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Howard League blog · 14 Oct 2020

Custody Time Limits

The court system is creaking with delays that have been exacerbated by Covid. I am hearing of cases delayed by months, or even years. This is harmful to victims, witnesses and defendants.

In response to the challenge of managing the delays the government has amended the custody time limits for people in the crown court from six months to eight months. This is the time limit by when the Crown Prosecution Service has to apply to court for a person to remain remanded in custody while the case is prepared. As the late Lord Bingham commented in a judgment, part of the rationale for the custody time limit is to oblige the prosecution to prepare cases for trial with all due diligence and expedition.

The new time limits came into force on 28 September 2020. They apply equally to children and adults and were not subject to any parliamentary scrutiny. In the same month, the government issued a White Paper that stated it wished “to avoid the unnecessary use of custodial remand for children”.

A third of all children in prison are on remand. Two thirds of children remanded to custody will not be given a custodial sentence. This means hundreds of children every year are held in dreadful prisons unnecessarily.

Too many Black and ethnic minority people are remanded into custody: two thirds of  children remanded to custody are Black and ethnic minority.

Delays benefit no one. They are bad for the courts, the prisons, the defendants and for victims.

It is quite frankly bizarre for the government to argue that it will reduce delays by extending delays.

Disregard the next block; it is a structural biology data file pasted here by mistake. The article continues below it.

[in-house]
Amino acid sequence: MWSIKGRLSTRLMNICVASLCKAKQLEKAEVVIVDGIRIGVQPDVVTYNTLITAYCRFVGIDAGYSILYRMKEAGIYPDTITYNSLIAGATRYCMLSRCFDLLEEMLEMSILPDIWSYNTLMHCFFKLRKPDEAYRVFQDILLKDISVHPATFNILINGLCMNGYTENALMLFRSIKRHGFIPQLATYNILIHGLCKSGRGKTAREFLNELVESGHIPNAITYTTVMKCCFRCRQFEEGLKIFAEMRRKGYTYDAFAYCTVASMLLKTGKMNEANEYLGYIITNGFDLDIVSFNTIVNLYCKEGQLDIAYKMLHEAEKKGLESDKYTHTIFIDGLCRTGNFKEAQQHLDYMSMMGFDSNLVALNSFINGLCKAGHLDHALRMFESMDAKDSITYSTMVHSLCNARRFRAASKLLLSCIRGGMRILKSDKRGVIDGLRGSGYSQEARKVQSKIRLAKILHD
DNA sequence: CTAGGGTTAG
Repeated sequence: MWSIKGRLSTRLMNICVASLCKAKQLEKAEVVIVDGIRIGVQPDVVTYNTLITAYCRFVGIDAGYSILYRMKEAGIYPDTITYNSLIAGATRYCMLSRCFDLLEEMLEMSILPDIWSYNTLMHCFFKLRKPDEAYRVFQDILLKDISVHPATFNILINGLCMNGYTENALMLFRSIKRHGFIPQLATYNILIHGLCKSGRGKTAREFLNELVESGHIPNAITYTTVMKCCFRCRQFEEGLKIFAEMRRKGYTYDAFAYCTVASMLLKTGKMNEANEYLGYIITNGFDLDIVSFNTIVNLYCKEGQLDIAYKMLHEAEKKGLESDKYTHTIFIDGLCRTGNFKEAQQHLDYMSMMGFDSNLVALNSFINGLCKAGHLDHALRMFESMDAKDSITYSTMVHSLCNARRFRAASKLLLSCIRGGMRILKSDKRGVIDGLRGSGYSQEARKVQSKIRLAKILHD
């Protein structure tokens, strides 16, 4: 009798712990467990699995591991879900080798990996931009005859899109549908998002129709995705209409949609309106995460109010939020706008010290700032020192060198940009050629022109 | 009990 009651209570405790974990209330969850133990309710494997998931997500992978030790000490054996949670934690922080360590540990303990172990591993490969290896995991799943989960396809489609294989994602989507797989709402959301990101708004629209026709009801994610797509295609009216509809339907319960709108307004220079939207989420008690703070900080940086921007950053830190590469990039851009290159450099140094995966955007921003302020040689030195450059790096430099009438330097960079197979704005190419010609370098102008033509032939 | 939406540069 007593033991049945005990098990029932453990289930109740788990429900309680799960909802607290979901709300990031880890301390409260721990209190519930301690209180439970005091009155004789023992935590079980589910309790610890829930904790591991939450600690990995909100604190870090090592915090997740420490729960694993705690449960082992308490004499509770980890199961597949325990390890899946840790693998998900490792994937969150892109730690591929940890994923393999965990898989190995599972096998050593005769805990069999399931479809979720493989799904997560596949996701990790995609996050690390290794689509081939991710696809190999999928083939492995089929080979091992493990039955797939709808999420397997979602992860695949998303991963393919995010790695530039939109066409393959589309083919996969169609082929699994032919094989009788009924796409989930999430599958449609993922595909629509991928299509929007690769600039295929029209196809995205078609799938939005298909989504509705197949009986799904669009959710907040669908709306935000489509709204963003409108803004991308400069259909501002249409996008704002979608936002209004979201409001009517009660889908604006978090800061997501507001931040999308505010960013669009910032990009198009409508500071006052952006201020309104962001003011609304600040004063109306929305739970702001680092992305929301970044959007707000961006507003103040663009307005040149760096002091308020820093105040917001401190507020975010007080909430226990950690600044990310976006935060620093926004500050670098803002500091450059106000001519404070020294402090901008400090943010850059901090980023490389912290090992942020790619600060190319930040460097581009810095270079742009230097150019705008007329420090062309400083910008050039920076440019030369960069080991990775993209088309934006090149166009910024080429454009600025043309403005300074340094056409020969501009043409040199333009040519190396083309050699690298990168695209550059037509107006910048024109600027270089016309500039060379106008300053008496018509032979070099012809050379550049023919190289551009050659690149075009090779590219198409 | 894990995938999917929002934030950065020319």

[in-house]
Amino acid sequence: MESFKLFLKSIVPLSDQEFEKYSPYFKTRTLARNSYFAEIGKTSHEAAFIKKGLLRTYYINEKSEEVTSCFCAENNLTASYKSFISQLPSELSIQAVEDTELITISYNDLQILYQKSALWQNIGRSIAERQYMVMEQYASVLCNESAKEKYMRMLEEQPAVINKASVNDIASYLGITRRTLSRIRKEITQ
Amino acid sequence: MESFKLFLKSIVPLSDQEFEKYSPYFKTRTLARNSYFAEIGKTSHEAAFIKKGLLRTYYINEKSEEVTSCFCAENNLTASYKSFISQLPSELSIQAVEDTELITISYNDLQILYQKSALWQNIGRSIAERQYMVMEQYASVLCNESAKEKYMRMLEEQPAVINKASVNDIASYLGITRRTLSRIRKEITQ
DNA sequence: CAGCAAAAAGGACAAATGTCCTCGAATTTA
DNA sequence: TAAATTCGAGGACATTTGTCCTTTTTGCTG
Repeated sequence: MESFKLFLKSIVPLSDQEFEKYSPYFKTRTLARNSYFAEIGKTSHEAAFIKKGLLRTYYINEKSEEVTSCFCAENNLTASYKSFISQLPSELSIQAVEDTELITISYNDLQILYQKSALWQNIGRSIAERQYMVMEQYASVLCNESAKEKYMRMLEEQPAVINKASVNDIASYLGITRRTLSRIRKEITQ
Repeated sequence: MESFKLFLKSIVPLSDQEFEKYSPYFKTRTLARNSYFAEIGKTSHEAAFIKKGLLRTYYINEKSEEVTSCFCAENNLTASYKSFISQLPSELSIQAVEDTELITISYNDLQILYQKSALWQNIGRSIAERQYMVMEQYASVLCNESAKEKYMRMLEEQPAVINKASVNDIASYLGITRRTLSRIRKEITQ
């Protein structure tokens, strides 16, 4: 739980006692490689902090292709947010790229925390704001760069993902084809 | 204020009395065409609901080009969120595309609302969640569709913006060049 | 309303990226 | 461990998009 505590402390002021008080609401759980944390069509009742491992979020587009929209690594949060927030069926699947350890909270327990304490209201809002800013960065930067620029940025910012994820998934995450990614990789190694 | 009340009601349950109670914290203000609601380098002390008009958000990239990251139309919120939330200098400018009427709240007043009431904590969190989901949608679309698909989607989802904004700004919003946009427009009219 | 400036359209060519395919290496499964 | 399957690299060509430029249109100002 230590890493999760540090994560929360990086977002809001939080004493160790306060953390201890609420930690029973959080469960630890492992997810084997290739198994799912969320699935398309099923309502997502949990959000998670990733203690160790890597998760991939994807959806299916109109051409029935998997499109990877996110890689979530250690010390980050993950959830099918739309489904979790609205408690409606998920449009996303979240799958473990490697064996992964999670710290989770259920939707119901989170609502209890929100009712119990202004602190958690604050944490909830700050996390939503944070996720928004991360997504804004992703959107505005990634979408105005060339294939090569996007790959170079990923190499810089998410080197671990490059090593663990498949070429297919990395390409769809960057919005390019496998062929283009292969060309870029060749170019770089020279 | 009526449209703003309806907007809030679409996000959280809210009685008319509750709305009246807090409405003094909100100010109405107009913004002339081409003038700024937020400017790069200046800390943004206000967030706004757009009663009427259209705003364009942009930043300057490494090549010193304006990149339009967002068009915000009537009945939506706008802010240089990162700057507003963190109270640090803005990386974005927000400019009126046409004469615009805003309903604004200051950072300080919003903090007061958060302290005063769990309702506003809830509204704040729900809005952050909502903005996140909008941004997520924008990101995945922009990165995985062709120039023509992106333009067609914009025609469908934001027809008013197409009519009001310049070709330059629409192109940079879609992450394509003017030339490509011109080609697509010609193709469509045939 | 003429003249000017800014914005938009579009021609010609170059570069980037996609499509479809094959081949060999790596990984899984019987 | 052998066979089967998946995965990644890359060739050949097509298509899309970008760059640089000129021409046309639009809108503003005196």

Together with Liberty and Just For Kids Law, we have been writing to Ministers to hold the government to account and to seek assurances that the proper processes have been followed.

On 16 September 2020, we wrote a letter to Rt Hon Robert Buckland QC MP outlining our serious concerns about the lawfulness of the regulations, which were drafted without a full impact assessment being produced, and the effect that the Regulations would have on people remanded into custody.

In a reply from the prisons minister Lucy Frazer QC MP, we were told that an equalities statement had been produced but we were no provided with it.

We wrote again, asking for a copy of it, as well as the child rights impact assessment and for the regulations to be withdrawn, at the very least for children.

Due to our letters, there is now greater transparency and an equalities statement has  been published. However, a child rights impact assessment has still not been completed and there appears to be no intention to withdraw the regulations for adults or children.

That leaves thousands of people who have not been sentenced to prison at risk of languishing in jail for even longer during the pandemic.


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